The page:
3. This is not a place for me to air personal gripes, pet peeves, or gossip. I will try not to criticize individual people here. I may occasionally air my views on public policy and political figures though. I believe dialogue and debate are good. They help us decide what we truly believe and why. Attacks are unnecessary however. The world already has enough shouting, so I will try not to add to the chaos.

4. I will try to emphasize quality over quantity. I would rather have fewer posts of good quality then many posts of inferior content.

5. I don't expect anyone else to have these rules or any rules for their blogs. A person's blog should reflect their taste and their style. I would never tell someone else, particularly a random stranger, how they should raise their family or run their business. I would also never tell someone else how to operate their blog. It's their creative place to do what they wish.

6. I find that I am often a rebellious person. In other words, I break the rules. Consequently, don't be surprised if you see me breaking my own personal blogging rules! It could happen at any moment.

Blessings to you!

Monday, May 4, 2009

Everything changes... or does it?

While looking at my photos over the weekend, I noticed something unusual. I have several photos of sunsets and cherry blossoms taken in our yard in early May. The photos are strikingly similar. The peculiarity is that they were taken one year and 500 miles apart. The photos from 2008 (pink cherry blossoms and leafy tree) were taken at our home in the Ozark Mountains. The photos from 2009 (white cherry blossoms and pine tree) were taken at our little house on the prairie.

I think God may be whispering a message of reassurance to me. As I begin to worry what the future holds, He is reminding me that He is the constant. The sun will rise, and the sun will set. Seasons will come and go. Life will go on regardless of where we live, and His hand will continue to guide us.

Blessings to all.

Saturday, May 2, 2009

A Moving Experience

I had previously started another blog about my life as a transplant to the prairie. Just a few days after making my first large entry though, everything changed. My husband went into work on a Monday and was told he was being laid off on Friday. 4 Days Notice! We were very upset because we have been here less than a year. Last year we moved 500 miles from home so my husband could take this job because we thought it would provide more job security. We had no idea what we would do now.

When my husband returned to work on Tuesday, his employer told him that they would try to find him a position with the company at another location. They hoped they could keep us in the continental United States but made no promises. Wednesday brought different news. My husband was told then that he could remain at the current location, but would have a different job doing something he had never done before. On Thursday, the company told my husband he could keep his current job but they were creating a position for him on a new shift on different days. Friday he decided he should go ahead and apply for a transfer anyway just so we could be sure that he could actually stay employed.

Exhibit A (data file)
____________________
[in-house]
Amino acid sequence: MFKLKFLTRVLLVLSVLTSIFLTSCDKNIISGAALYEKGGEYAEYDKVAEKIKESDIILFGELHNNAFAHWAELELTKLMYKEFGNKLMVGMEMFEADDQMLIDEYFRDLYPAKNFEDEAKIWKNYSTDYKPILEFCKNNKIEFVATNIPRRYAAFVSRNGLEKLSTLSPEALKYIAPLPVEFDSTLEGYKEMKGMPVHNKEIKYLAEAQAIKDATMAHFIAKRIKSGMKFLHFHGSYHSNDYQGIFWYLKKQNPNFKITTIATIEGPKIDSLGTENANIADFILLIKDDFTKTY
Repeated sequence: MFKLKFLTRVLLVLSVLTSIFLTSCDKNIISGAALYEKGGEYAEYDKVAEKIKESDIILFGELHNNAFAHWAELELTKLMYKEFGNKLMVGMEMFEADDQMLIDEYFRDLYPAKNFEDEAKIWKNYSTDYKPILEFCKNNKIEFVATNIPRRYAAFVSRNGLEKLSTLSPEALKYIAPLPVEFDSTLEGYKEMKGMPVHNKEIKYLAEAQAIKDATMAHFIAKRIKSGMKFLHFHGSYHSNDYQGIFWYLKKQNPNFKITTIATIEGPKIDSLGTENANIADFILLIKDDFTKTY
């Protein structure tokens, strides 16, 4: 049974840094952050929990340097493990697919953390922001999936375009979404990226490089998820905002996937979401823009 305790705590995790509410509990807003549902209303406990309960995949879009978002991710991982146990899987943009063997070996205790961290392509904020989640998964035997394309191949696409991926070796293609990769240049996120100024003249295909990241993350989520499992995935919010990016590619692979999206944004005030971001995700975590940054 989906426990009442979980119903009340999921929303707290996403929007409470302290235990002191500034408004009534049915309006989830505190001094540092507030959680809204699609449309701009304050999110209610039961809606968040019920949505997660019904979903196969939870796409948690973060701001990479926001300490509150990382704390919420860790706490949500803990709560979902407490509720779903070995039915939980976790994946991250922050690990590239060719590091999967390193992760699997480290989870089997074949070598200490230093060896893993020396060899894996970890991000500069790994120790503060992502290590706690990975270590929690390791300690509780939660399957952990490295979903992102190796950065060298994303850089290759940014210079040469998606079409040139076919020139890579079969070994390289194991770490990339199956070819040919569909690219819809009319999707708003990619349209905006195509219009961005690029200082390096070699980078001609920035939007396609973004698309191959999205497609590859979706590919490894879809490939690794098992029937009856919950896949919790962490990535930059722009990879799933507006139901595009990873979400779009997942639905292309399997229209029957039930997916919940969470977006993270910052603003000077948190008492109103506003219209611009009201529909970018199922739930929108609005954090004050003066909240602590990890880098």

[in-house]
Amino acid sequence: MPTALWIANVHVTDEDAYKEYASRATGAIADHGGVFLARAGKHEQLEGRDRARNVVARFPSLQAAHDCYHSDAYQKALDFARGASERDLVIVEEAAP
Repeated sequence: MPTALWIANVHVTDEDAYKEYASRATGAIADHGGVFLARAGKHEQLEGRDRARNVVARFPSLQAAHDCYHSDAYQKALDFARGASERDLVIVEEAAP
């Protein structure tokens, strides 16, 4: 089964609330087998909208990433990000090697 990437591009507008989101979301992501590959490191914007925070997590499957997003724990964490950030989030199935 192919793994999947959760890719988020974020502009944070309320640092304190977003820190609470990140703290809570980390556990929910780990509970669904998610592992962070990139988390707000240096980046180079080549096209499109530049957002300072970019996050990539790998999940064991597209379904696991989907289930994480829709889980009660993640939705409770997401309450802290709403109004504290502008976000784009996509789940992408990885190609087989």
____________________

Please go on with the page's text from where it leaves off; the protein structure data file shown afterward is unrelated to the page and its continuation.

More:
So I find myself packing boxes again. We have been married almost 24 years and this is our 10th move. I'm getting pretty good at packing, but I can't really say that I enjoy it. The irony in this move is that my husband's new job was available last year. We could have moved last summer and it would have only been about 30-45 miles. Now we are facing another move of more than 500 miles and having to get adjusted to a new home and community again.

At least my husband has a job though. So many people are struggling just to find employment right now. I am truly grateful to his employer for recognizing the sacrifices that my husband had made for them previously and trying to reward him for his commitment. Hopefully this new position will work out and we can stay for more than a year.

My husband has begun the search for a rental home in our new location. Meanwhile I am busy packing boxes and preparing the little camper for the possibility of it becoming a temporary "home" again.

You can see that my life is a roller coaster full of ups and downs, and plenty of turns. It is never dull. It is always an adventure.

Blessings to you!